"Murder is a man's crime," said James Alan Fox, a criminologist at Northeastern University.
    Fox, who disagrees with the criteria Mother Jones used to report on mass shootings, offered various explanations: Men are often more likely to own a gun, to be trained and comfortable around firearms. They often have poorer support systems, and are less likely than women to share their feelings.
    Men are responsible for some 90% of all murders. In fact, the only two women included in the Mother Jones study were Jennifer San Marco and Cherie Lash Rhoades.
    San Marco, a former postal worker, killed seven people in 2006, then herself. Rhoades opened fire at a Native American tribal office in Alturas, California, in February 2014. When she ran out of ammunition she grabbed a butcher knife and attacked another person.
    "Women tend to see violence as a last resort, as a self-defense mechanism. You use violence if you have to, if there's no other way out," Fox said. "Men tend to use violence as an offensive weapon, to show them who's boss."

    Mental illness

    Grant Duwe, director of research and evaluation at the Minnesota Department of Corrections, compiled his own numbers for mass public shootings, finding 160 cases between 1915-2013.
    Of those, 97 involved shooters who had either been diagnosed with a serious mental illness, or showed signs of one.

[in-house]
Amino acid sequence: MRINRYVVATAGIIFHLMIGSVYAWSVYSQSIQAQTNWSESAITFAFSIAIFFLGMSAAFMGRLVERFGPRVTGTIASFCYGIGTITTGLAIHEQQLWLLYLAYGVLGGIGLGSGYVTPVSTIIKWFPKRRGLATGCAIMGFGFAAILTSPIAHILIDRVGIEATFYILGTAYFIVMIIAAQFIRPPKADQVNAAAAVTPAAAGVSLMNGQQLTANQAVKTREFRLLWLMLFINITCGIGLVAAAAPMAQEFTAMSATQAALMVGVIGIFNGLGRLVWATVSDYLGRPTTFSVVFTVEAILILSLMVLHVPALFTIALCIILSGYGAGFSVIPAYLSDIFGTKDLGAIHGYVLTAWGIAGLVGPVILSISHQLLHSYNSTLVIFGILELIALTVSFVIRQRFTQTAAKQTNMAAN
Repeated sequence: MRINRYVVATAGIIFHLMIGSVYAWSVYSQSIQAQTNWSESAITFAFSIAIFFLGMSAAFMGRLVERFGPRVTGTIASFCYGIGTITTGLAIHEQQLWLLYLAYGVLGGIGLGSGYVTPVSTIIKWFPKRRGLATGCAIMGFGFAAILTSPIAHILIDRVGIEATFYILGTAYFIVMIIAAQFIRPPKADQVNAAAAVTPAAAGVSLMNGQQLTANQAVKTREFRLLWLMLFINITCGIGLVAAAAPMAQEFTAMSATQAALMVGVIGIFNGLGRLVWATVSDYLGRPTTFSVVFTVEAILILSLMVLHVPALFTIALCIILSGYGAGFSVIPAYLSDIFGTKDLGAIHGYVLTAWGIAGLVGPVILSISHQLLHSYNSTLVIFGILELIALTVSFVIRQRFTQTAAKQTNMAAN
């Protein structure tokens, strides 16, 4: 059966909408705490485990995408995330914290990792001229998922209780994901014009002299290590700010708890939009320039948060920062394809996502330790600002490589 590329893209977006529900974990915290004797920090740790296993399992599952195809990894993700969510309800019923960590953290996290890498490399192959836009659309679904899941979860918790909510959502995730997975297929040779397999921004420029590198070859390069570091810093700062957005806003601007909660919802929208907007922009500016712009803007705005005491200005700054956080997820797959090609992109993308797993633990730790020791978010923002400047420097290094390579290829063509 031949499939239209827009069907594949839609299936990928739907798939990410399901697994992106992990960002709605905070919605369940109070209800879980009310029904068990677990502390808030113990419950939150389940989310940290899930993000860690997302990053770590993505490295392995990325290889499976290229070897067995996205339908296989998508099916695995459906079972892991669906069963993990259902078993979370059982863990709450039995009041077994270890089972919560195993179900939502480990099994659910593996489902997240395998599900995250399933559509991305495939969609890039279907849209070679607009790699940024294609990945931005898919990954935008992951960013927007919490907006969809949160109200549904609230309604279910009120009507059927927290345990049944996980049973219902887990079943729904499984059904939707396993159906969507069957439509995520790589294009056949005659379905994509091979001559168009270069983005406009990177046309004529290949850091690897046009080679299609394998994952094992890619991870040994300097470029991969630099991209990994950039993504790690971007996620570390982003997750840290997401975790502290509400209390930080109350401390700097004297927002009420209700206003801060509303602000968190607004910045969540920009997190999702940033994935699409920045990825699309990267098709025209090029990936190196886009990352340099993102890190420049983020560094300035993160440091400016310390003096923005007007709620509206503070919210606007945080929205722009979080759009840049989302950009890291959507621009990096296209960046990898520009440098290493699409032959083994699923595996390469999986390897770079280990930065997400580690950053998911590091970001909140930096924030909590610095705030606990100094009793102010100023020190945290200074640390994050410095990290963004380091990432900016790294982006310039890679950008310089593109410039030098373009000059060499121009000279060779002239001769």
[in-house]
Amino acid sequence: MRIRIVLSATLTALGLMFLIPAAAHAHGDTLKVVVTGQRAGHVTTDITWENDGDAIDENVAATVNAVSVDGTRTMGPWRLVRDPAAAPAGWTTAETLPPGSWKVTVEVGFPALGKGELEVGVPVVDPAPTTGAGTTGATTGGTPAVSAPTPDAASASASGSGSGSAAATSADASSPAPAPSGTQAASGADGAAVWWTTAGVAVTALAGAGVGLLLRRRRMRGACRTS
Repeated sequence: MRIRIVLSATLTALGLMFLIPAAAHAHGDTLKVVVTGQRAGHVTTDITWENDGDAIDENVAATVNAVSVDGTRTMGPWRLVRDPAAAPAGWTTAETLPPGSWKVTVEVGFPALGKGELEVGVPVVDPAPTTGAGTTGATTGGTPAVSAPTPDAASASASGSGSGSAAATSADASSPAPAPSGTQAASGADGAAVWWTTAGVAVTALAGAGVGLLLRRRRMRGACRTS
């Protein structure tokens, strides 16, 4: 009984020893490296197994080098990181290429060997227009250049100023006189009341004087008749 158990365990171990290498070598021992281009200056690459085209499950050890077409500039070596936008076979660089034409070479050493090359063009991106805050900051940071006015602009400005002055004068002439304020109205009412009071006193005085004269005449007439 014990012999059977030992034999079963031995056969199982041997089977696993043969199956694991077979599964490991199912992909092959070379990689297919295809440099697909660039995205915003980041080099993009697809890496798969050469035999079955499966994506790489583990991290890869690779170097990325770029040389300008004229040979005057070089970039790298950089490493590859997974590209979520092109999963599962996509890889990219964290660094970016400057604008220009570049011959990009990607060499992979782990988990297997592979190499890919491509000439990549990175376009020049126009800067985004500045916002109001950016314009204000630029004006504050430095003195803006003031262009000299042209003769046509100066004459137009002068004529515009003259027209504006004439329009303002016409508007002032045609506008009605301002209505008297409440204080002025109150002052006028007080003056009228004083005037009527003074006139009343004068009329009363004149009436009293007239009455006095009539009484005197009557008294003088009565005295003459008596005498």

"The 61% is actually a minimum estimate," said Duwe, who is also author of the book "Mass Murder in the United States: A History."
    "The further back we go in time, we just don't have information as to whether or not they had a mental illness, though in all likelihood, based on all the evidence we have, they most likely did," he said.
    Duwe found the most common illness associated with mass public shootings was paranoid schizophrenia, a type of schizophrenia in which the person has delusions of being plotted against or persecuted.
    In recent memory, Loughner -- the man who killed six people and wounded former U.S. Rep. Gabrielle Giffords in Arizona -- was diagnosed with paranoid schizophrenia.
    He is serving a life sentence without the possibility of parole after pleading guilty last year to 19 charges in exchange for the government not seeking the death penalty.
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    Holmes, who was convicted July 16 of killing 12 people at the movie theater in Colorado, has been diagnosed with schizotypal personality disorder, his court-appointed psychiatrist said in testimony. Holmes has pleaded not guilty by reason of insanity.
    John Russell Houser, who police say shot 11 people -- killing two -- in a Louisiana movie theater on July 24 before killing himself, was treated for mental health issues in 2008 and 2009, according to the sheriff of Russell County, Alabama.
    Duwe was careful to differentiate between correlation and causation.
    "This is not to say that someone that has a serious mental illness is going to go commit a mass public shooting, but what it does suggest is that it is a risk factor," he said.